Drive equipment for Nashville truckload carriers for truckload carrier tracking

Joe DeLorenzo, acting associate administrator for enforcement at the Federal Motor Carrier Safety Administration, shared some insight and advice regarding the changes.

Adverse Driving Conditions

Under the current definition, adverse driving conditions means snow, sleet, fog, or other adverse weather conditions, a highway covered with snow or ice, or unusual road and traffic conditions, “none of which were apparent on the basis of information known to the person dispatching the run at the time it was begun.”

The new definition says the adverse conditions “were not known, or could not reasonably be known, to a driver immediately prior to beginning the duty day or immediately before beginning driving after a qualifying rest break or sleeper berth period, or a motor carrier immediately prior to dispatching the driver.”

For instance, say a driver is 15 miles from his destination when there is a gravel spill on the bridge ahead, and that bridge is the only way to get there. He has only one hour left of driving time, and only one hour left on the 14-hour clock. He can stop at the next exit for up to two hours until the road is clear and still have time to get to the destination without violating hours of service rules. Under the current rules, he could only have stopped for an hour, because although the adverse driving regs allow him to extend his driving hours by two hours, they don’t allow the workday to be extended. Under the new rules, the 14-hour clock can be extended to 16 hours in the case of adverse driving conditions.

“One of the big changes is that a lot of this decision gets put in the hand of a driver,” DeLorenzo said. “Really try to focus on the fact that a driver has to make the decision after the last qualifying break.”

DeLorenzo cautioned that drivers need to annotate, and include details about, the adverse driving condition in their log or ELD.

He also said to keep in mind that this rule is for conditions that couldn’t be anticipated. “Traffic at 5 p.m. in DC is not unanticipated; it’s something that could be planned around, so you aren’t able to use that exception in that case,” he said.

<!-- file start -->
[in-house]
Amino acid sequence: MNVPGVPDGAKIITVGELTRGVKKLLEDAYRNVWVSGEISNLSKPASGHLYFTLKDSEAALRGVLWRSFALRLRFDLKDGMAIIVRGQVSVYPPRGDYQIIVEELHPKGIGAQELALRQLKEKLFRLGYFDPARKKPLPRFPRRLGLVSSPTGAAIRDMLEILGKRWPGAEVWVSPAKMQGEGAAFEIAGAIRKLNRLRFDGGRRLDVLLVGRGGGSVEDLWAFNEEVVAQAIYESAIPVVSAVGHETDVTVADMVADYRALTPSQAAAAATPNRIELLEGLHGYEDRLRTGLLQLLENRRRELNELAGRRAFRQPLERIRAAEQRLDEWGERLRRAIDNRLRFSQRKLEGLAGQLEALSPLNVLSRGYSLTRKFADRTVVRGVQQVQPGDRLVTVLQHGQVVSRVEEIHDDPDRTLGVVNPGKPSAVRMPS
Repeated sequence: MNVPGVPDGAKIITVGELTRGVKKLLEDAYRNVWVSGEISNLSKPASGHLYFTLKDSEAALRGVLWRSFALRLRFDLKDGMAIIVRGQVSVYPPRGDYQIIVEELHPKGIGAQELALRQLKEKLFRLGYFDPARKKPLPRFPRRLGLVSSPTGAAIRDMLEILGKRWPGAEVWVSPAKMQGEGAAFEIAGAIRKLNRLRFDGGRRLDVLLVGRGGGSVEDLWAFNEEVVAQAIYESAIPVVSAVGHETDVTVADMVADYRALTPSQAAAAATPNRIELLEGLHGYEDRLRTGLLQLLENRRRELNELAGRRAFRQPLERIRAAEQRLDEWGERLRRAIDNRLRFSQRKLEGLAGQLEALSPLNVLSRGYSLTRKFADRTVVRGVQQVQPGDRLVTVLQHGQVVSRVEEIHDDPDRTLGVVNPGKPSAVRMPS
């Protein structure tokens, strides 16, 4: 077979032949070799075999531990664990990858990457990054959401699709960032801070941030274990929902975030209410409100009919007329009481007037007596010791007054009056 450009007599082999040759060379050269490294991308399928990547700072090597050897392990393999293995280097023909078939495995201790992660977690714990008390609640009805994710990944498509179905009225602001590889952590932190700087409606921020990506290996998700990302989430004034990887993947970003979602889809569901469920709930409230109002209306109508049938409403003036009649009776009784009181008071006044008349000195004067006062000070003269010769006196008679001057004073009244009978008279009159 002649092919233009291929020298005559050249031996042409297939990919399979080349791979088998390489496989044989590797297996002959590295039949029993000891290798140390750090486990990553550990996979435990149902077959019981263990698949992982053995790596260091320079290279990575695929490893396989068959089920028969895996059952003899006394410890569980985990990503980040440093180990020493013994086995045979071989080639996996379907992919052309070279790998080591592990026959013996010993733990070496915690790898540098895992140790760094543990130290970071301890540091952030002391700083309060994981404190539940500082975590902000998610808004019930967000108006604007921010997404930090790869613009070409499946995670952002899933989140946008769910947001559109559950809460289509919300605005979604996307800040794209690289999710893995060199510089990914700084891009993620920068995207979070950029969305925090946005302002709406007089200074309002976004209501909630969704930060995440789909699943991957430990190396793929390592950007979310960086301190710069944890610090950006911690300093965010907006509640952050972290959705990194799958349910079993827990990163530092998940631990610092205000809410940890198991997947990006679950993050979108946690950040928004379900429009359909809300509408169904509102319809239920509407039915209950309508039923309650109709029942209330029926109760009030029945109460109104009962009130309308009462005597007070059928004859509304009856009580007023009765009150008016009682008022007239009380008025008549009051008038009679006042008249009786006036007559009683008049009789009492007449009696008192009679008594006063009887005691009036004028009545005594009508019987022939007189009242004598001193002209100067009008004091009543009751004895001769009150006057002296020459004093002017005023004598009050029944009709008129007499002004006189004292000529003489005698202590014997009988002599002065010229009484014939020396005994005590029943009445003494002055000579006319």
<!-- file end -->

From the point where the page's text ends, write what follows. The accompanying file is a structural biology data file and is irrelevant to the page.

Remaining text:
30-Minute Break

Under the current hours of service rules, property-carrying drivers are required to take a 30-minute break after eight hours on duty. The new rule, DeLorenzo said, “makes a pretty significant change to that.” Under the new rules, a 30-minute break is only required after a driver drives for eight hours – driving time rather than all on-duty time.

Another significant change is that under the current rules, that break must be off-duty or sleeper berth time. Now it can be anything other than driving time – including on-duty not driving.

“So now you can do something like, I’m going to stop and fuel, that takes me 15 minutes, tat’s on-duty time; and now I’m going to run in, grab a cup of coffee, use the restroom, for the other 15 minutes,” which can be off-duty. “It gives more flexibility. So if any time during that day you take [at least] 30 minutes off driving, say you have to stop at a shipper, that’s going to cover you.”

Sleeper Berth Splits

New sleeper-berth rules allow a driver to split the required 10 hours off, as long as one of those periods is at least two hours, the other is at least 7 hours, and they total 10 hours. This can be any combination, such as 2 and 8, 3 and 7, or 2.5 and 7.5.

“If you do this properly, neither of those counts against the 14-hour driving window,” DeLorenzo explained, also noting that the shorter period doesn’t have to be sleeper berth – it could be off-duty/not driving. The longer period must be sleeper berth time.

Roadside inspections

DeLorenzo also spoke about ERODS, the program law enforcement officials use when reviewing a driver’s ELD data at roadside.

“Make sure your drivers know how to do the data transfer,” he advised. In most cases, officers will request that drivers use the web services option. “It’s the fastest, most reliable way to get that transfer done.”

Some of the things that the system will flag include unidentified driving time, which could happen if a driver is not logged in when the vehicle is moning. Another is when drivers entered or edited an event. “Sometimes those things can be legit, but it does show how that entry was made, when it was made, and the specifics of it,” so the inspector has that information to use in the inspection.

When Do The New Hours of Service Changes Take Effect?

Changes to truck driver hours of service rules take effect at

12 a.m. eastern time on Sept. 29, meaning they’ll take effect earlier for drivers in other time zones – drivers on the West Coast, for instance, will start operating under the new rules at 9 p.m. Sept. 28.